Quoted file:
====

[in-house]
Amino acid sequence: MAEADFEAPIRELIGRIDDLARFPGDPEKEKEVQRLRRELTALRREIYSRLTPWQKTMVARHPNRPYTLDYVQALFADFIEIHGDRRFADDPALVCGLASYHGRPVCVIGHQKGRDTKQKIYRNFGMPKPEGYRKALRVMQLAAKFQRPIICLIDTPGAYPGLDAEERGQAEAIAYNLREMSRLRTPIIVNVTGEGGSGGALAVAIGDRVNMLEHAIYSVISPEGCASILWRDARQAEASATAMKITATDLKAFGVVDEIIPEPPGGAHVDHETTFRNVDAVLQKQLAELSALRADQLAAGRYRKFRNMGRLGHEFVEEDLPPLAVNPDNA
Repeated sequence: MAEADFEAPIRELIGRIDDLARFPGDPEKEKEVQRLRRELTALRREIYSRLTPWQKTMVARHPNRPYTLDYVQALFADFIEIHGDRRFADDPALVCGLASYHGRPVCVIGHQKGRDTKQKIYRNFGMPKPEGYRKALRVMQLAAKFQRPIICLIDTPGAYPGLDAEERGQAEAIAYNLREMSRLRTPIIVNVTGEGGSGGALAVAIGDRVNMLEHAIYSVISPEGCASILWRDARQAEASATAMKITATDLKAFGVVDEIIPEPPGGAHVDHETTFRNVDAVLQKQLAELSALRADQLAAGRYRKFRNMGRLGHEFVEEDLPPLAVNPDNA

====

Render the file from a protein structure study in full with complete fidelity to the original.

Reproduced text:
[in-house]
Amino acid sequence: MAEADFEAPIRELIGRIDDLARFPGDPEKEKEVQRLRRELTALRREIYSRLTPWQKTMVARHPNRPYTLDYVQALFADFIEIHGDRRFADDPALVCGLASYHGRPVCVIGHQKGRDTKQKIYRNFGMPKPEGYRKALRVMQLAAKFQRPIICLIDTPGAYPGLDAEERGQAEAIAYNLREMSRLRTPIIVNVTGEGGSGGALAVAIGDRVNMLEHAIYSVISPEGCASILWRDARQAEASATAMKITATDLKAFGVVDEIIPEPPGGAHVDHETTFRNVDAVLQKQLAELSALRADQLAAGRYRKFRNMGRLGHEFVEEDLPPLAVNPDNA
Repeated sequence: MAEADFEAPIRELIGRIDDLARFPGDPEKEKEVQRLRRELTALRREIYSRLTPWQKTMVARHPNRPYTLDYVQALFADFIEIHGDRRFADDPALVCGLASYHGRPVCVIGHQKGRDTKQKIYRNFGMPKPEGYRKALRVMQLAAKFQRPIICLIDTPGAYPGLDAEERGQAEAIAYNLREMSRLRTPIIVNVTGEGGSGGALAVAIGDRVNMLEHAIYSVISPEGCASILWRDARQAEASATAMKITATDLKAFGVVDEIIPEPPGGAHVDHETTFRNVDAVLQKQLAELSALRADQLAAGRYRKFRNMGRLGHEFVEEDLPPLAVNPDNA